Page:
# Why do I always get "A"?

#1

Codecademy gives no error message.

I tried changing the values of Lloyd, but it always gives me an "A".

``````lloyd = {
"name": "Lloyd",
"homework": [90.0, 97.0, 75.0, 92.0],
"quizzes": [88.0, 40.0, 94.0],
"tests": [75.0, 90.0]
}
alice = {
"name": "Alice",
"homework": [100.0, 92.0, 98.0, 100.0],
"quizzes": [82.0, 83.0, 91.0],
"tests": [89.0, 97.0]
}
tyler = {
"name": "Tyler",
"homework": [0.0, 87.0, 75.0, 22.0],
"quizzes": [0.0, 75.0, 78.0],
"tests": [100.0, 100.0]
}

def average(numbers):
total = sum(numbers)
total = float(total)
total /= len(numbers)

def get_average(student):
homework = average(student["homework"])
quizzes = average(student["quizzes"])
tests = average(student["tests"])
return 0.1 * homework + 0.3 * quizzes + 0.6 * tests

if score >= 90:
return "A"
elif score >= 80:
return "B"
elif score >= 70:
return "C"
elif score >= 60:
return "D"
else:
return "F"

I also tried this:

`````` lloyd = {
"name": "Lloyd",
"homework": [90.0, 97.0, 75.0, 92.0],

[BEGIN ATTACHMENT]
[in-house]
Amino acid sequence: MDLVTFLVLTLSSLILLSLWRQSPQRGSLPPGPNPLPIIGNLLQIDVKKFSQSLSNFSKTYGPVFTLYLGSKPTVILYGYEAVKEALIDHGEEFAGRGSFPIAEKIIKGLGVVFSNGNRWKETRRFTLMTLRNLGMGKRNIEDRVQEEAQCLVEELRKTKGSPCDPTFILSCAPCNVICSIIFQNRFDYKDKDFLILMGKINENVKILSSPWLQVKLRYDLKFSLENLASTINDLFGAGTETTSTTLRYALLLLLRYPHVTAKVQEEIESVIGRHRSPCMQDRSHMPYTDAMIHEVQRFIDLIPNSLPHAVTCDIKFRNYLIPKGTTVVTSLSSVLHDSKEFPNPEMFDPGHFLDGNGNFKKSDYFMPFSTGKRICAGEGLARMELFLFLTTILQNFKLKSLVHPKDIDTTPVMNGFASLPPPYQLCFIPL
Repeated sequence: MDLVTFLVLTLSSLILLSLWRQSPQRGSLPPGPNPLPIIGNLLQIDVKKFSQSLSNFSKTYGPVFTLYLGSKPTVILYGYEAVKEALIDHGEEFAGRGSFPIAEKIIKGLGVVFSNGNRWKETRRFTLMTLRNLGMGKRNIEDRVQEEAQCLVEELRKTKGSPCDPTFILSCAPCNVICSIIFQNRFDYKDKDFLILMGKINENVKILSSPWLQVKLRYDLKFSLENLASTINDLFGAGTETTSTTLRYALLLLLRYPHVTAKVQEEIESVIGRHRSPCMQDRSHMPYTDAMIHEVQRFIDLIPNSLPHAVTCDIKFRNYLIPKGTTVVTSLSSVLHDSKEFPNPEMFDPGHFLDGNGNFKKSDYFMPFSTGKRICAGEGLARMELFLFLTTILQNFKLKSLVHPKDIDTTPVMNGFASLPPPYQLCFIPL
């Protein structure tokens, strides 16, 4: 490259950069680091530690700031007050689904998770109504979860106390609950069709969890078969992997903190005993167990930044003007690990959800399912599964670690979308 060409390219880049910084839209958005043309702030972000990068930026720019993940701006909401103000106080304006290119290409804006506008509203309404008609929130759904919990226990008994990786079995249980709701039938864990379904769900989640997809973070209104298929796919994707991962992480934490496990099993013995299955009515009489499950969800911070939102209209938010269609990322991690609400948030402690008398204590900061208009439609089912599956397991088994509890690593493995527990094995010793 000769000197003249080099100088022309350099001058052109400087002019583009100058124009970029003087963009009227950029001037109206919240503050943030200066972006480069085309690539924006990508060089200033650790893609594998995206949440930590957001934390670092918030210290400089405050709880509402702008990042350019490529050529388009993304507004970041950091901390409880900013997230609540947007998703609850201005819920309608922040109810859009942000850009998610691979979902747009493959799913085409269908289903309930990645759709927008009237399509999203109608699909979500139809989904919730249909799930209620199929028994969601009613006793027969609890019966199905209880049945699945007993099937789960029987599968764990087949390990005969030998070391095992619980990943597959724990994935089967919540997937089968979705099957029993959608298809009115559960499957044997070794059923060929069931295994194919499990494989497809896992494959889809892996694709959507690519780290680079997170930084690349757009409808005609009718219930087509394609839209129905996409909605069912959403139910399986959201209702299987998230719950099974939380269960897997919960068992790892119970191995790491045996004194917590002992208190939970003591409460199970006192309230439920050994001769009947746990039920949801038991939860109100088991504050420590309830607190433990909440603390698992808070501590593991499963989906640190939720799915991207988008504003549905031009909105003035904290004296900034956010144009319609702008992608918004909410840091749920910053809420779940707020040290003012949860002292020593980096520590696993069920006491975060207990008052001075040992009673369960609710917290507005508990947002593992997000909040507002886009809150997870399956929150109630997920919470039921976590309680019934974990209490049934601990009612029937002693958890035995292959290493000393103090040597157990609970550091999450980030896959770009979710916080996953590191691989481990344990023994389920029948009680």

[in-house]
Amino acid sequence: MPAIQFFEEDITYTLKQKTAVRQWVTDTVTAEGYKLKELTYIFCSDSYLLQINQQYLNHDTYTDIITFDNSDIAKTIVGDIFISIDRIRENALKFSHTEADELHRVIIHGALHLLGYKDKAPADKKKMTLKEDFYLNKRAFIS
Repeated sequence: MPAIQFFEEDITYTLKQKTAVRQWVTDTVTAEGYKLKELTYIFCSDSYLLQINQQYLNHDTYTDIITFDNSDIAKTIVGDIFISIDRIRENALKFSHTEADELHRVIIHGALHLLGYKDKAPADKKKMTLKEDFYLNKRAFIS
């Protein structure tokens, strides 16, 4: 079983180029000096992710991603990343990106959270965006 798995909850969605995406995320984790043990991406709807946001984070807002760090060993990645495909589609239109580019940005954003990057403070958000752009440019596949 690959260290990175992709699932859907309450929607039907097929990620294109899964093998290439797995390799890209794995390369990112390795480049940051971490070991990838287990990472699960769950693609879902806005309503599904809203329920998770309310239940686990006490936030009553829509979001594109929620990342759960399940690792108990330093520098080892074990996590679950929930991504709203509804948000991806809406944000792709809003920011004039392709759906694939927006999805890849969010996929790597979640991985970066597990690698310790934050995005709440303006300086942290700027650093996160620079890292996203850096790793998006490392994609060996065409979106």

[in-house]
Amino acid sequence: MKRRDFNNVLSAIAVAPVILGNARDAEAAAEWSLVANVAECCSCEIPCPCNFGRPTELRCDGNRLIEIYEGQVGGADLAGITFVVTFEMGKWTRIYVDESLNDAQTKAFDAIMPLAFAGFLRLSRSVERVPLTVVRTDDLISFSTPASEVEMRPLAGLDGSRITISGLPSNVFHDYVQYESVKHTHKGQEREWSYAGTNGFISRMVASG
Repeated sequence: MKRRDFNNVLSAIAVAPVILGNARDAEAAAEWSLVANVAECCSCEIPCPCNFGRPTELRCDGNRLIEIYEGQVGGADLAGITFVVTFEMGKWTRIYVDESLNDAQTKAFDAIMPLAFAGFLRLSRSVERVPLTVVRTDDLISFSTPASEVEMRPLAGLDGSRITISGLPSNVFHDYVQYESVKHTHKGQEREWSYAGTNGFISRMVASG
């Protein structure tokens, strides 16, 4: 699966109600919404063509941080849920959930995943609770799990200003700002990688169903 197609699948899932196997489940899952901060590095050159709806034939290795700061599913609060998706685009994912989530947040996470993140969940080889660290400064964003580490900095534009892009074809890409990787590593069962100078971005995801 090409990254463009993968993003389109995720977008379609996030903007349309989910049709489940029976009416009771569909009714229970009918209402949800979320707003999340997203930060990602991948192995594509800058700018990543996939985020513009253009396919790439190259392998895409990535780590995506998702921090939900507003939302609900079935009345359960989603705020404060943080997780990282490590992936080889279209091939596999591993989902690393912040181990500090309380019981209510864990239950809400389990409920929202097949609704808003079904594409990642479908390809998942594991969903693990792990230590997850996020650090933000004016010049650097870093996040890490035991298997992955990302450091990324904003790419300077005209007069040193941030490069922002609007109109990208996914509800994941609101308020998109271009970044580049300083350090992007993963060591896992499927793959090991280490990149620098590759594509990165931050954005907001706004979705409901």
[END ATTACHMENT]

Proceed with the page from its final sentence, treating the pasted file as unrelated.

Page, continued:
"quizzes": [88.0, 40.0, 94.0],
"tests": [75.0, 90.0]
}
alice = {
"name": "Alice",
"homework": [100.0, 92.0, 98.0, 100.0],
"quizzes": [82.0, 83.0, 91.0],
"tests": [89.0, 97.0]
}
tyler = {
"name": "Tyler",
"homework": [0.0, 7.0, 5.0, 22.0],
"quizzes": [0.0, 5.0, 8.0],
"tests": [10.0, 10.0]
}

def average(numbers):
total = sum(numbers)
total = float(total)
total /= len(numbers)

def get_average(student):
homework = average(student["homework"])
quizzes = average(student["quizzes"])
tests = average(student["tests"])
return 0.1 * homework + 0.3 * quizzes + 0.6 * tests

if score >= 90:
return "A"
elif score >= 80 and score < 90:  #This is the different part
return "B"
elif score >= 70 and score < 80:  #This is the different part
return "C"
elif score >= 60 and score < 70:  #This is the different part
return "D"
else:
return "F"

But it also gave me an "A"

#2

Try this ...

``print get_letter_grade(get_average(lloyd))``

The above computes his average, then uses that average to compute his letter grade.

#3

Oh, thanks. That makes sense... (It is actually in the instructions... )

#4